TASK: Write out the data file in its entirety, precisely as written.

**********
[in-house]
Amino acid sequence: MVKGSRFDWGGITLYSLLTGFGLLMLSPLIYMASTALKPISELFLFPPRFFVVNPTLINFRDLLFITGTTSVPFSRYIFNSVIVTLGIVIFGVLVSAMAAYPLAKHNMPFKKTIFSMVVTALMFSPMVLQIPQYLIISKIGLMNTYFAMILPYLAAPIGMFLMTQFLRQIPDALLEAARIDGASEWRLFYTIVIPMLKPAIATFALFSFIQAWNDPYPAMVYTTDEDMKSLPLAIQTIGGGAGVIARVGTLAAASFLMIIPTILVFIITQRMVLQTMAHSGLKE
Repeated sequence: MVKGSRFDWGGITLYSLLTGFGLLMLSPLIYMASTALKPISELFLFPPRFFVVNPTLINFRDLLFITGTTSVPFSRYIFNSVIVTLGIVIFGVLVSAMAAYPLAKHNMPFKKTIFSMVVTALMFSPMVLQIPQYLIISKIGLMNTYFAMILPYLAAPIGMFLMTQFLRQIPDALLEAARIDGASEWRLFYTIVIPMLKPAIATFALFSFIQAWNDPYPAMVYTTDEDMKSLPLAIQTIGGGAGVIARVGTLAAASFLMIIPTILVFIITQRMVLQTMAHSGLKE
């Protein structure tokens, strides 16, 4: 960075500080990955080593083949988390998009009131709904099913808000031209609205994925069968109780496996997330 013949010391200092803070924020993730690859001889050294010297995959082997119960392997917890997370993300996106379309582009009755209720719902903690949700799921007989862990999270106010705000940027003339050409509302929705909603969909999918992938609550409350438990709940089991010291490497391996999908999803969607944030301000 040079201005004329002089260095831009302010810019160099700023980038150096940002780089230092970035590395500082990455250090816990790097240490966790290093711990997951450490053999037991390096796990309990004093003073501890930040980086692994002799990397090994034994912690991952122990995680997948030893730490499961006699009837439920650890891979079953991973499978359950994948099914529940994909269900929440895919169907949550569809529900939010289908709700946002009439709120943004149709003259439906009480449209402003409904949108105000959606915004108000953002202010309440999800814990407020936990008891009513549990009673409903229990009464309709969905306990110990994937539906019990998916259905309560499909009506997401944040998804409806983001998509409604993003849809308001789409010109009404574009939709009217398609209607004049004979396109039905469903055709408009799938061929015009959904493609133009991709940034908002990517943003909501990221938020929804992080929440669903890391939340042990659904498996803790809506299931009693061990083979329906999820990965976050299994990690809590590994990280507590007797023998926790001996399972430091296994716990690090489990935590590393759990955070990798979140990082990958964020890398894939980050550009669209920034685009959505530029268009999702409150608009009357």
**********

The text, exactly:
[in-house]
Amino acid sequence: MVKGSRFDWGGITLYSLLTGFGLLMLSPLIYMASTALKPISELFLFPPRFFVVNPTLINFRDLLFITGTTSVPFSRYIFNSVIVTLGIVIFGVLVSAMAAYPLAKHNMPFKKTIFSMVVTALMFSPMVLQIPQYLIISKIGLMNTYFAMILPYLAAPIGMFLMTQFLRQIPDALLEAARIDGASEWRLFYTIVIPMLKPAIATFALFSFIQAWNDPYPAMVYTTDEDMKSLPLAIQTIGGGAGVIARVGTLAAASFLMIIPTILVFIITQRMVLQTMAHSGLKE
Repeated sequence: MVKGSRFDWGGITLYSLLTGFGLLMLSPLIYMASTALKPISELFLFPPRFFVVNPTLINFRDLLFITGTTSVPFSRYIFNSVIVTLGIVIFGVLVSAMAAYPLAKHNMPFKKTIFSMVVTALMFSPMVLQIPQYLIISKIGLMNTYFAMILPYLAAPIGMFLMTQFLRQIPDALLEAARIDGASEWRLFYTIVIPMLKPAIATFALFSFIQAWNDPYPAMVYTTDEDMKSLPLAIQTIGGGAGVIARVGTLAAASFLMIIPTILVFIITQRMVLQTMAHSGLKE
């Protein structure tokens, strides 16, 4: 960075500080990955080593083949988390998009009131709904099913808000031209609205994925069968109780496996997330 013949010391200092803070924020993730690859001889050294010297995959082997119960392997917890997370993300996106379309582009009755209720719902903690949700799921007989862990999270106010705000940027003339050409509302929705909603969909999918992938609550409350438990709940089991010291490497391996999908999803969607944030301000 040079201005004329002089260095831009302010810019160099700023980038150096940002780089230092970035590395500082990455250090816990790097240490966790290093711990997951450490053999037991390096796990309990004093003073501890930040980086692994002799990397090994034994912690991952122990995680997948030893730490499961006699009837439920650890891979079953991973499978359950994948099914529940994909269900929440895919169907949550569809529900939010289908709700946002009439709120943004149709003259439906009480449209402003409904949108105000959606915004108000953002202010309440999800814990407020936990008891009513549990009673409903229990009464309709969905306990110990994937539906019990998916259905309560499909009506997401944040998804409806983001998509409604993003849809308001789409010109009404574009939709009217398609209607004049004979396109039905469903055709408009799938061929015009959904493609133009991709940034908002990517943003909501990221938020929804992080929440669903890391939340042990659904498996803790809506299931009693061990083979329906999820990965976050299994990690809590590994990280507590007797023998926790001996399972430091296994716990690090489990935590590393759990955070990798979140990082990958964020890398894939980050550009669209920034685009959505530029268009999702409150608009009357």